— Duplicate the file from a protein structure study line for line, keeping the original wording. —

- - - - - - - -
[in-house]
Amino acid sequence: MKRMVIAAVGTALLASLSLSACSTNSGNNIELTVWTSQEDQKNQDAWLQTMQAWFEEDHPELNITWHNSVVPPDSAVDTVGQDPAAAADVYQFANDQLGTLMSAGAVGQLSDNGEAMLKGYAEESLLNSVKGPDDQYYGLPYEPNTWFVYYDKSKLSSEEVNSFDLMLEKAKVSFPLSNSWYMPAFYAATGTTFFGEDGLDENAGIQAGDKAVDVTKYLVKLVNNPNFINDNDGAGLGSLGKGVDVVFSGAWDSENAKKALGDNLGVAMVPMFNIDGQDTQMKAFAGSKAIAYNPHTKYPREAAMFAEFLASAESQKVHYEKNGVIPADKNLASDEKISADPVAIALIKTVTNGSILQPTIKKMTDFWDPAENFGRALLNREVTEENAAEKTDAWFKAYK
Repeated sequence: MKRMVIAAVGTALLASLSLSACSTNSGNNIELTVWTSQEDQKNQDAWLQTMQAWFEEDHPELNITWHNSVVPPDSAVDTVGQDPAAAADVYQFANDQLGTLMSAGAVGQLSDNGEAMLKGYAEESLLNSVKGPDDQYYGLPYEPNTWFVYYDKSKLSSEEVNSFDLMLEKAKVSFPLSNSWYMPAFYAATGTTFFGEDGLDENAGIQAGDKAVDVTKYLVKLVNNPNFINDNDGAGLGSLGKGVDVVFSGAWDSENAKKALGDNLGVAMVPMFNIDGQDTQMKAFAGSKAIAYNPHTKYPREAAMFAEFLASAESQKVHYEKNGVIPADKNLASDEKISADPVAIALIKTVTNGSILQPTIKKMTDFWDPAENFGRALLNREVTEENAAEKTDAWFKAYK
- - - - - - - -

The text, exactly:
[in-house]
Amino acid sequence: MKRMVIAAVGTALLASLSLSACSTNSGNNIELTVWTSQEDQKNQDAWLQTMQAWFEEDHPELNITWHNSVVPPDSAVDTVGQDPAAAADVYQFANDQLGTLMSAGAVGQLSDNGEAMLKGYAEESLLNSVKGPDDQYYGLPYEPNTWFVYYDKSKLSSEEVNSFDLMLEKAKVSFPLSNSWYMPAFYAATGTTFFGEDGLDENAGIQAGDKAVDVTKYLVKLVNNPNFINDNDGAGLGSLGKGVDVVFSGAWDSENAKKALGDNLGVAMVPMFNIDGQDTQMKAFAGSKAIAYNPHTKYPREAAMFAEFLASAESQKVHYEKNGVIPADKNLASDEKISADPVAIALIKTVTNGSILQPTIKKMTDFWDPAENFGRALLNREVTEENAAEKTDAWFKAYK
Repeated sequence: MKRMVIAAVGTALLASLSLSACSTNSGNNIELTVWTSQEDQKNQDAWLQTMQAWFEEDHPELNITWHNSVVPPDSAVDTVGQDPAAAADVYQFANDQLGTLMSAGAVGQLSDNGEAMLKGYAEESLLNSVKGPDDQYYGLPYEPNTWFVYYDKSKLSSEEVNSFDLMLEKAKVSFPLSNSWYMPAFYAATGTTFFGEDGLDENAGIQAGDKAVDVTKYLVKLVNNPNFINDNDGAGLGSLGKGVDVVFSGAWDSENAKKALGDNLGVAMVPMFNIDGQDTQMKAFAGSKAIAYNPHTKYPREAAMFAEFLASAESQKVHYEKNGVIPADKNLASDEKISADPVAIALIKTVTNGSILQPTIKKMTDFWDPAENFGRALLNREVTEENAAEKTDAWFKAYK